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ERIC Number: ED548384
Record Type: Non-Journal
Publication Date: 2012
Pages: 449
Abstractor: As Provided
Reference Count: N/A
ISBN: 978-1-2674-0072-7
"It Needs to Be Something I Can Relate To": The Academic Literacy of Community College Basic Skills Students
Pan, Pamela Lidan
ProQuest LLC, Ph.D. Dissertation, University of California, Davis
Through this research project, I aim to address three problems in the instruction of basic skills students. First, despite the large number of students enrolled in community college basic skills programs, the success rate is low. Second, many basic skills courses are taught with drill and memorization, with little attention paid to intellectually stimulating reading, discussion, and writing. Third, many basic skills teachers often need more knowledge on how to make their courses engaging. Studies of community college basic skills students' academic literacy engagement and development are rare. Also, very few studies have examined how multicultural texts written by student writers could assist other students' reading and writing development, especially at the community college level. I conducted a two-semester-long ethnographic study in two basic skills classes taught by the same teacher, Richard, who used multicultural student magazine essays as texts and who employed a wide range of teaching practices. I documented the challenges he faced, the way he met these challenges, and how his students responded to his curriculum and teaching practices. Data included observational field notes, course handouts, school artifacts and other contextual data, 36 audiotaped class proceedings, presemester and postsemester surveys, students' writing samples, more than 20 interviews with the teacher, and over 30 interviews with the focus group and case study students. Analysis of data revealed several dominant themes. The majority of the basic skills students valued reading and writing but lacked self-confidence. They were reluctant readers and writers, and they seldom engaged in social interaction around texts. Richard focused on relevancy in his curriculum design and instruction. He emphasized fostering students' positive feelings about themselves and about school. Most students responded positively to both the texts and his teaching practices. The students valued not only Richard's cognitive competencies but also, more importantly, his affective qualities. Three case study students highlighted the intersection among sociocultural and linguistic backgrounds, identity negotiations, and academic literacy engagement and development. These findings were used to provide implications and recommendations to help basic skills students succeed in college and on possible future research in basic skills students' academic literacy. [The dissertation citations contained here are published with the permission of ProQuest LLC. Further reproduction is prohibited without permission. Copies of dissertations may be obtained by Telephone (800) 1-800-521-0600. Web page:]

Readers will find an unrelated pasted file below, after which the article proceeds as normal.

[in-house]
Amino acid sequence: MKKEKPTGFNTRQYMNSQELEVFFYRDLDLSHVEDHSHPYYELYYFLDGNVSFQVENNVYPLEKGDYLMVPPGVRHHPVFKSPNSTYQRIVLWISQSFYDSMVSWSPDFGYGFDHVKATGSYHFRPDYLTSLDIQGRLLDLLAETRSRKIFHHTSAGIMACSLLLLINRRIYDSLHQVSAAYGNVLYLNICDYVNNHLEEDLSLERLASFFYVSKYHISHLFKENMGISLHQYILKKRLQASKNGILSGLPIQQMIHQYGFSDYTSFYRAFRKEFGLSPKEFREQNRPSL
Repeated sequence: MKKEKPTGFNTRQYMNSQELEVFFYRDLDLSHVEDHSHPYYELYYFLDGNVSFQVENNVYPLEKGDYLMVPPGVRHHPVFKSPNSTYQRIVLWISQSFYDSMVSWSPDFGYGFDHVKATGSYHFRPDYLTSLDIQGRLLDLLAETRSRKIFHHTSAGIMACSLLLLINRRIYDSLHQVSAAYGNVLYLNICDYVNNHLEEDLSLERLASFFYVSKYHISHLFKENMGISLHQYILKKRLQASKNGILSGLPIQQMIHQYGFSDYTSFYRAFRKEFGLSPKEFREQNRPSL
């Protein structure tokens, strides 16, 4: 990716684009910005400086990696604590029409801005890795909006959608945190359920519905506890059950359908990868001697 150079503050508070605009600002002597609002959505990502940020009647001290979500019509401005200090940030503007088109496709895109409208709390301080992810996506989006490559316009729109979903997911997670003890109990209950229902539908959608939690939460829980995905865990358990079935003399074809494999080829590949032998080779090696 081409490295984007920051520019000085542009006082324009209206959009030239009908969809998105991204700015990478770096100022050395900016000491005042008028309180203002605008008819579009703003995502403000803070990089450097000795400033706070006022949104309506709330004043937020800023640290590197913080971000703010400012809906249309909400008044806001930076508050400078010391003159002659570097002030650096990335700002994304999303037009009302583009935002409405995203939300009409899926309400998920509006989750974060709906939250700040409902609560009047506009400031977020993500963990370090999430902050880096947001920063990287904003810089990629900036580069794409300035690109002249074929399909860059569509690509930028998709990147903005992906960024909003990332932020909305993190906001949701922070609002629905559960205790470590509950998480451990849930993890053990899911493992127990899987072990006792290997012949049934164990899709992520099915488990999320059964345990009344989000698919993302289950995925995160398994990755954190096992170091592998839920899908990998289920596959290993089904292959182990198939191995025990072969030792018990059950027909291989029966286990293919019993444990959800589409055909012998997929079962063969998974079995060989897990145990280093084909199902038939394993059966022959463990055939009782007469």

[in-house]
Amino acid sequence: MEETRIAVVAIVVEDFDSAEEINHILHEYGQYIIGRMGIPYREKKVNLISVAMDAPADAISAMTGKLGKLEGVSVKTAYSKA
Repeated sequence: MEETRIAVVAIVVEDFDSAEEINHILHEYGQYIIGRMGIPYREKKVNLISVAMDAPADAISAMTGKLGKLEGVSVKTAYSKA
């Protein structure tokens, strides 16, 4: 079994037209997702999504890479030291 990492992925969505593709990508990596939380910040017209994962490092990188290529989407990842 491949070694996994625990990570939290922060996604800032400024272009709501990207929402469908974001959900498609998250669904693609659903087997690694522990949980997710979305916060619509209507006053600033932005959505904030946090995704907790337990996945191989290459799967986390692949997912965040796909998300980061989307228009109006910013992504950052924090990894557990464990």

ProQuest LLC. 789 East Eisenhower Parkway, P.O. Box 1346, Ann Arbor, MI 48106. Tel: 800-521-0600; Web site:
Publication Type: Dissertations/Theses - Doctoral Dissertations
Education Level: Two Year Colleges; Higher Education; Postsecondary Education
Audience: N/A
Language: English
Sponsor: N/A
Authoring Institution: N/A